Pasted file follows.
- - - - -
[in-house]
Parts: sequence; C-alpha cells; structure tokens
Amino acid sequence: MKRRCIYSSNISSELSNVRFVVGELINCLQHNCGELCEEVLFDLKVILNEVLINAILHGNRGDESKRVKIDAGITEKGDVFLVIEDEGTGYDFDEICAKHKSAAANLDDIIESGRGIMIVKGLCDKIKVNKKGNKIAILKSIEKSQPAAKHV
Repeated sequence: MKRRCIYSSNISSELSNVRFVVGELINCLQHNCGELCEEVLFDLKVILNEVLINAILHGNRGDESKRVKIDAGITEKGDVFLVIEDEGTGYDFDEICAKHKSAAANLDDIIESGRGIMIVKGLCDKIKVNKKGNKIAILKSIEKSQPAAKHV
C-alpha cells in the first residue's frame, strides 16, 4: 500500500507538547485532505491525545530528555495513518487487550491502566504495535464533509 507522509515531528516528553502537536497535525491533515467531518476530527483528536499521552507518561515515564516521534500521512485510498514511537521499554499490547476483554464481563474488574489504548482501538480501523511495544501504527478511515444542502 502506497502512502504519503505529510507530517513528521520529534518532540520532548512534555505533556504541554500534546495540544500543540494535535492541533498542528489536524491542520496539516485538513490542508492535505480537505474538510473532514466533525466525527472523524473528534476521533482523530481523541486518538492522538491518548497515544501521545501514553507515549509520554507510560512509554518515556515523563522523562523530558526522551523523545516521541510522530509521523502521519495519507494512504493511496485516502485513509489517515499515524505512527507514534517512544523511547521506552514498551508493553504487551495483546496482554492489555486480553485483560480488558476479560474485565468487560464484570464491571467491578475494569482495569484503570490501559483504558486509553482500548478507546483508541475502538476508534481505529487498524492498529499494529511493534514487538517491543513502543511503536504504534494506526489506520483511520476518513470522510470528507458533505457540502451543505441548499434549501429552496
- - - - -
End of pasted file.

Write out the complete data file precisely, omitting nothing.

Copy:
[in-house]
Parts: sequence; C-alpha cells; structure tokens
Amino acid sequence: MKRRCIYSSNISSELSNVRFVVGELINCLQHNCGELCEEVLFDLKVILNEVLINAILHGNRGDESKRVKIDAGITEKGDVFLVIEDEGTGYDFDEICAKHKSAAANLDDIIESGRGIMIVKGLCDKIKVNKKGNKIAILKSIEKSQPAAKHV
Repeated sequence: MKRRCIYSSNISSELSNVRFVVGELINCLQHNCGELCEEVLFDLKVILNEVLINAILHGNRGDESKRVKIDAGITEKGDVFLVIEDEGTGYDFDEICAKHKSAAANLDDIIESGRGIMIVKGLCDKIKVNKKGNKIAILKSIEKSQPAAKHV
C-alpha cells in the first residue's frame, strides 16, 4: 500500500507538547485532505491525545530528555495513518487487550491502566504495535464533509 507522509515531528516528553502537536497535525491533515467531518476530527483528536499521552507518561515515564516521534500521512485510498514511537521499554499490547476483554464481563474488574489504548482501538480501523511495544501504527478511515444542502 502506497502512502504519503505529510507530517513528521520529534518532540520532548512534555505533556504541554500534546495540544500543540494535535492541533498542528489536524491542520496539516485538513490542508492535505480537505474538510473532514466533525466525527472523524473528534476521533482523530481523541486518538492522538491518548497515544501521545501514553507515549509520554507510560512509554518515556515523563522523562523530558526522551523523545516521541510522530509521523502521519495519507494512504493511496485516502485513509489517515499515524505512527507514534517512544523511547521506552514498551508493553504487551495483546496482554492489555486480553485483560480488558476479560474485565468487560464484570464491571467491578475494569482495569484503570490501559483504558486509553482500548478507546483508541475502538476508534481505529487498524492498529499494529511493534514487538517491543513502543511503536504504534494506526489506520483511520476518513470522510470528507458533505457540502451543505441548499434549501429552496